Community-Driven Specifications: XCRI, SWORD, and LEAP2A

Community-Driven Specifications: XCRI, SWORD, and LEAP2A

Scott Wilson (University of Bolton, UK)
DOI: 10.4018/978-1-4666-2160-2.ch015
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This paper explores the issues and opportunities for specifications that develop outside of the traditional governance processes of industry consortia or formal standards organisations through a discussion and comparison of three specifications developed in the education sector: XCRI (eXchanging Course-Related Information), SWORD (Simple Web service Offering Repository Deposit), and LEAP2.0 (Learner Portfolios 2.0). In each case study, there are challenges, opportunities, and accomplishments, and the experiences of each project are compared to identify commonalities and differences. Based on these case studies, the paper applies the framework developed by Wilson and Velayutham (2009) to position the specifications against similar specifications from established consortia and formal standards. Finally, the topic of incubating specifications is discussed, with implications for funding agencies with an interest in supporting interoperability.
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The term “informal specifications” or “informal standards” is often used when discussing initiatives that take place outside the framework of de jure standards. However, this term is also applied to mature specification consortia such as the World Wide Web Consortium (W3C) and Internet Engineering Task Force (IETF); for example, Van Eecke and Truyens (2009) cite XML as an example of an informal specification.

Unlike specification consortia, the idea of “community specifications” or “community-driven specifications” is a fairly new characterization. While community-driven specifications are by definition also informal standards, they are also characterized separately from specification consortia.

For example, the Open Web Foundation describes its work as “an organization to facilitate community efforts to create technical specifications that conform to the ethos that anyone can use the specification and nobody “owns” the specification or its ideas” (Recordon, 2008).

While many of the characteristics set out by Recordon may be seen as aspirations rather than actual characteristics of such initiatives, there is a sense in which specifications such as OpenID, oAuth, OpenSocial and Microformats are developed differently from, for example, W3C or OASIS specifications.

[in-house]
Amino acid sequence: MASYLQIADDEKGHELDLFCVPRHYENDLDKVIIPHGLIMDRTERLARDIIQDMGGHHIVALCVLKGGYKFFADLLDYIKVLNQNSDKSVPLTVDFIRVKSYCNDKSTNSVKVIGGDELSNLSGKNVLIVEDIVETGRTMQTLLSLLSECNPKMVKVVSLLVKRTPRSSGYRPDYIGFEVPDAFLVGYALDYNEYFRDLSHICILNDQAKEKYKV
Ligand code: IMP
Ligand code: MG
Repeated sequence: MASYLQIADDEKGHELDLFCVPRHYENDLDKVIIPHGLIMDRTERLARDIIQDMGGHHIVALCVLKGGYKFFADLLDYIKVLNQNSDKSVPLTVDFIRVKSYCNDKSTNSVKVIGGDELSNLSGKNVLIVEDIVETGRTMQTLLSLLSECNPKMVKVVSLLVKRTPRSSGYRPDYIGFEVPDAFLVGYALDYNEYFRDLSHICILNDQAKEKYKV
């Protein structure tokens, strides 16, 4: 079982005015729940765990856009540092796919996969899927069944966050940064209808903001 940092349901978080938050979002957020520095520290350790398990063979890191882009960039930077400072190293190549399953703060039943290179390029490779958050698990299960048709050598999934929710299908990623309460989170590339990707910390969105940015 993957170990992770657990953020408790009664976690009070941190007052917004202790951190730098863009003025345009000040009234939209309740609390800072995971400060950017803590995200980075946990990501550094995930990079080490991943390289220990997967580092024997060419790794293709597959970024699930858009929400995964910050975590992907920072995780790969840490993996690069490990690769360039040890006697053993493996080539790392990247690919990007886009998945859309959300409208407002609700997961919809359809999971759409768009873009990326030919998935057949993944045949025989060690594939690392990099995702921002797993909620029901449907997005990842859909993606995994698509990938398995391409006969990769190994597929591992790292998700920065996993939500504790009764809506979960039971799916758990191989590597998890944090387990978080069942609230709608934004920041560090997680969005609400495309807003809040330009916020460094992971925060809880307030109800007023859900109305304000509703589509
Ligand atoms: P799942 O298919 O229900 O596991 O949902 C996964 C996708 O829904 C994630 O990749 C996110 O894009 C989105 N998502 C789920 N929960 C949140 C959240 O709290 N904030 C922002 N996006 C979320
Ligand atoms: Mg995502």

It may be more accurate to describe the types of initiative the OWF supports as “single specification” communities; that is, communities formed to develop and promote a single specification to solve a single common problem, rather than an organisation that seeks to develop a range of specifications within some sort of agreed scope. However even this characterisation is not entirely satisfactory, as Microformats are commonly considered to be a community specification, and yet the Microformats community develops many different specifications in different areas.

Cooper (2010) characterises “Open Community Development” as: 1) very limited controls on participation by any interested party, either by minimal bureaucracy or peer pressure, 2) initiation by a group of people who have a common interest/need and form an ad-hoc group to meet the need, 3) development of prototypes/code interwoven with spec development, 3) an acceptance of rapid change, refactoring etc, 4) negligible formal process, 5) transparency/visibility of work in progress (on public web), 6) online and often async (sic) rather than f2f or sync (sic) participation.

It could be argued that the main difference between a community specification and specification consortia is principally one of maturity; IETF, for example, could be considered to be a specification community in the sense that it has no official membership and anyone can contribute to specifications.

The picture is further blurred by the fact that community specifications may also be submitted to established specification consortia or to formal standardisation processes, or communities may choose to become consortia with official membership and processes.

Another approach is to simply consider community specification development as one end of a spectrum of informal standardisation, with consortia such as W3C and OASIS at one end, close to formal standards in terms of process and organisational stability, and community specification development at the other, but with no single defining characteristic. Using this approach, the characteristics Cooper describes are useful heuristics for placing specification development initiatives along the spectrum; any individual initiative may have one or more such characteristics to be considered a “community specification”.

In the next section three initiatives are profiled that occupy the “community” end of the informal standards spectrum. The Joint Information Systems Committee of the UK Education Funding Councils1 (JISC) supported each of these initiatives; JISC is an agency that supports the ICT infrastructure for UK universities and colleges. In the cases presented in this paper, JISC provided support through a combination of funding implementations, and supporting communities through two of its Innovation Support Centres (ISCs), CETIS and UKOLN; these support centres provide expertise in technology and standards in the technology-enhanced learning (TEL) and repository domains respectively.

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